FBI heads in the US yesterday said they rated the consequences of cyber warfare second only to those of weapons of mass destruction, while the UK MI5’s spymaster has this morning spoken openly of the dangers of internet indoctrination.
Computer hacking is rapidly evolving around the world as a weapon of war, the FBI has warned. Shawn Henry, assistant director of the FBI’s cyber division, told a conference in New York that computer attacks now pose one of the single biggest risks to national security.
“Other than a nuclear device or some other type of destructive weapon, the threat to our infrastructure, the threat to our intelligence, the threat to our computer network is the most critical threat we face,” he said.
Financial cyber criminals are also becoming more sophisticated, the intelligence agency confirmed.
Talking to an invited audience in London to mark MI5’s centenary year, director-general Jonathan Evans said that the current recession could have a long-term impact on Britain’s national security, making the country more vulnerable to terrorism, espionage and radicalism.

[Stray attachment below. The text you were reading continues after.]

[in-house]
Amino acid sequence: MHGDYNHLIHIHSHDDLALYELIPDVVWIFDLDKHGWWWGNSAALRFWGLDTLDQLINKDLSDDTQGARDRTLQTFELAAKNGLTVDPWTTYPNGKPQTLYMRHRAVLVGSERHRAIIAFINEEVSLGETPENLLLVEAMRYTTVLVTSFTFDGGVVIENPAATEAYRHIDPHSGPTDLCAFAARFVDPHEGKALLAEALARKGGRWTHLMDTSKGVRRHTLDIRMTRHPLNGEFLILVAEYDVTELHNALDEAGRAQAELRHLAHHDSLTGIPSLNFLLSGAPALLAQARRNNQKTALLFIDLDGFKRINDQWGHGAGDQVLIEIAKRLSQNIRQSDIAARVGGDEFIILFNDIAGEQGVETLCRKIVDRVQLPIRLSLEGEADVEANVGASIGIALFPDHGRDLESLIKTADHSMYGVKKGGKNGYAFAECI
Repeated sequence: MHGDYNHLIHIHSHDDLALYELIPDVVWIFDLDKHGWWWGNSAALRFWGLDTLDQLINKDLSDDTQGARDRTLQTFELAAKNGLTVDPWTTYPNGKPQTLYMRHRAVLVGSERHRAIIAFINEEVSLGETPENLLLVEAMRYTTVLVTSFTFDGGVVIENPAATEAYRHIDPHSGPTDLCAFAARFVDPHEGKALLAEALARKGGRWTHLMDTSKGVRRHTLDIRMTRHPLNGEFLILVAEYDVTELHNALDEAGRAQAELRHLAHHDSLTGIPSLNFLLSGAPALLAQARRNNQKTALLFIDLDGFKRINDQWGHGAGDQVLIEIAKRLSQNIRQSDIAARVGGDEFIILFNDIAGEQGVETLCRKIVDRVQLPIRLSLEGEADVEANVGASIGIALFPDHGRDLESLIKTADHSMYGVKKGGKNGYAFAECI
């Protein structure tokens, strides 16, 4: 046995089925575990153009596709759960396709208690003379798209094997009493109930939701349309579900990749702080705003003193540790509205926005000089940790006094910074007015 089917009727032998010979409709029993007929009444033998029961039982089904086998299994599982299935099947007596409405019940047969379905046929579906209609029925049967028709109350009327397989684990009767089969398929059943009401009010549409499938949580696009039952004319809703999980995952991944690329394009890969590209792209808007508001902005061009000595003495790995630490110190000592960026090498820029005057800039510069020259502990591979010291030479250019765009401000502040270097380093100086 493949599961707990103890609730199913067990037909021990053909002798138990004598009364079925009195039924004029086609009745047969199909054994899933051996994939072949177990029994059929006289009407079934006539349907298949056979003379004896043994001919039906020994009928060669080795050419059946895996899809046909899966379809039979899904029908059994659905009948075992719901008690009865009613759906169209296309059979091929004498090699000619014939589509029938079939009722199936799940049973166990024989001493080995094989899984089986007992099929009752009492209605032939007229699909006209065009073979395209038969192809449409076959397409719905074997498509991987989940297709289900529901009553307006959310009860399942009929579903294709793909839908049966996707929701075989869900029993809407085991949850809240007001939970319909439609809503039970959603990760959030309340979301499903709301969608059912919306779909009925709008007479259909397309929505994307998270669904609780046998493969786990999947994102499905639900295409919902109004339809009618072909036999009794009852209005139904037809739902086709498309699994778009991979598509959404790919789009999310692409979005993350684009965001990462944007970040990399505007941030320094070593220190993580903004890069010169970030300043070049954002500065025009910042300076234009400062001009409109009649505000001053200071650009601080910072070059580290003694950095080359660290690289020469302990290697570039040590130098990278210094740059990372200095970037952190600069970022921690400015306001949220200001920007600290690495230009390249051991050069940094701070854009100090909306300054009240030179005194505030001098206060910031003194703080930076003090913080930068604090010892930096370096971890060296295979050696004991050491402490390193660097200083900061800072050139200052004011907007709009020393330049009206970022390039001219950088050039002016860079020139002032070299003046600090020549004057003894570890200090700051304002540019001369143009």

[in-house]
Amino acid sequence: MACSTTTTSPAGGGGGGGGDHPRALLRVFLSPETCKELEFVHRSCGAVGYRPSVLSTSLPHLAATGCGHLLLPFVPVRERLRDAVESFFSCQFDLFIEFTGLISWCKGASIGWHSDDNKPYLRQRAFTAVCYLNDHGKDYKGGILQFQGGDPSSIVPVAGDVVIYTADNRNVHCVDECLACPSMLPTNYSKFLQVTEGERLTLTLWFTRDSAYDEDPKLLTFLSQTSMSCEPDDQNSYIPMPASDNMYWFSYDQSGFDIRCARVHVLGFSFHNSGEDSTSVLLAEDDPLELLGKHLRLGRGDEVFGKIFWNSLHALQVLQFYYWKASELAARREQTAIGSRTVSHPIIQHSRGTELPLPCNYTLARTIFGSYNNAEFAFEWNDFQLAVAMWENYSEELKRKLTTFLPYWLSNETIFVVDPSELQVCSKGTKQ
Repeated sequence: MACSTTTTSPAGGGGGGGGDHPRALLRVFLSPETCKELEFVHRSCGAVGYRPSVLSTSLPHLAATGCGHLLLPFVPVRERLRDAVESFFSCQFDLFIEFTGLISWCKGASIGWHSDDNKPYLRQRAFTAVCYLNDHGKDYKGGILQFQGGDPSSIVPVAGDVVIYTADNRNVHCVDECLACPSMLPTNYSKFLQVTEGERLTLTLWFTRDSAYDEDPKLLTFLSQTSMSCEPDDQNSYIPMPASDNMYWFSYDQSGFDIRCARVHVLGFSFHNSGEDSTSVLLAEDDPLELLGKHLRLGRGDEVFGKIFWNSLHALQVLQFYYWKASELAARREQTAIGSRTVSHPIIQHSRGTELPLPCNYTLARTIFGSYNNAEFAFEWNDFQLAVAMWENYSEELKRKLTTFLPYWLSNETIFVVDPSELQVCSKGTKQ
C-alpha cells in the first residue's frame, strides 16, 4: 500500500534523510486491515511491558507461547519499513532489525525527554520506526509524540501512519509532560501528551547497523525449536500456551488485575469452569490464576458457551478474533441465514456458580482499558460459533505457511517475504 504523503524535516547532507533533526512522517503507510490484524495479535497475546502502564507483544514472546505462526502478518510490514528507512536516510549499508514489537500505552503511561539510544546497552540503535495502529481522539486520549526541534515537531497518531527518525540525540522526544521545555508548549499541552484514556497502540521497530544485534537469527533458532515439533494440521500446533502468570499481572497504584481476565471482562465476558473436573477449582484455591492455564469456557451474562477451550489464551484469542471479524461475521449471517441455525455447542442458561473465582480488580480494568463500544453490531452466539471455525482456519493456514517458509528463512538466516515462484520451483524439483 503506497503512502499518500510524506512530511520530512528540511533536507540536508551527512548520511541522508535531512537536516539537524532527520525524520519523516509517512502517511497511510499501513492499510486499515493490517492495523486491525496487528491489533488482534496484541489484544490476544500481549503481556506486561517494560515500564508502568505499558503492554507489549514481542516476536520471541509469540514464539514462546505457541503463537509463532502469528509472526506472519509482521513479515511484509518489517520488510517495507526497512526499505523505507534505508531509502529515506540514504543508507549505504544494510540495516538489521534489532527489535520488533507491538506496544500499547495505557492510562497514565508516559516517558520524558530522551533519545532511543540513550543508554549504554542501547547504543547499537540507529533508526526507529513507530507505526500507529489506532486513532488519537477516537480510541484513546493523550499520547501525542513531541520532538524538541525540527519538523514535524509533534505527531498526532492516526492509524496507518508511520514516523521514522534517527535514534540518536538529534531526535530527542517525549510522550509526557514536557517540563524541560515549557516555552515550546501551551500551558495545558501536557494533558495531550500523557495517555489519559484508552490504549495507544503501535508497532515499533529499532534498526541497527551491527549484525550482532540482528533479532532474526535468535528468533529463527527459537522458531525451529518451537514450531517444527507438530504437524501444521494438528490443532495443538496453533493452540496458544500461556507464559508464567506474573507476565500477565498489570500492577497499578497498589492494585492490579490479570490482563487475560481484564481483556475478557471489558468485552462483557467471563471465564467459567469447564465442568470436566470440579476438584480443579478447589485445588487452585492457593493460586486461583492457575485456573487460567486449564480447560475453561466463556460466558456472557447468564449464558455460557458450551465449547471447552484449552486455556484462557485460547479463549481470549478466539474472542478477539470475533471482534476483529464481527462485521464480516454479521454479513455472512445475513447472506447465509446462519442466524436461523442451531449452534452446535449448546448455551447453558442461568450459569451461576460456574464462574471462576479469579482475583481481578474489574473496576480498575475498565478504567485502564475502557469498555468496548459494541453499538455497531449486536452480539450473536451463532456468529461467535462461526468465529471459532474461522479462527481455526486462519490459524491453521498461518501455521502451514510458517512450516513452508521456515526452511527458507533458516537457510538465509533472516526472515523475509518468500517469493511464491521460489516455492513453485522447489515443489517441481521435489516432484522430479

He is also reported as saying that the growth in the use of internet telephone services may pose a “significant detriment to national security” as terrorists can communicate more freely, and without producing call records that would stand as evidence.
US experts have coined the phrase ‘cybergeddon’ to describe a catastrophic situation where an economy like the US, where almost everything of importance is linked to or is controlled by computers, falls prey to hackers.
It would be an extreme version of a scenario seen last year, when various web attacks were apparently perpetrated by Russian hackers on networks in Estonia and Georgia.
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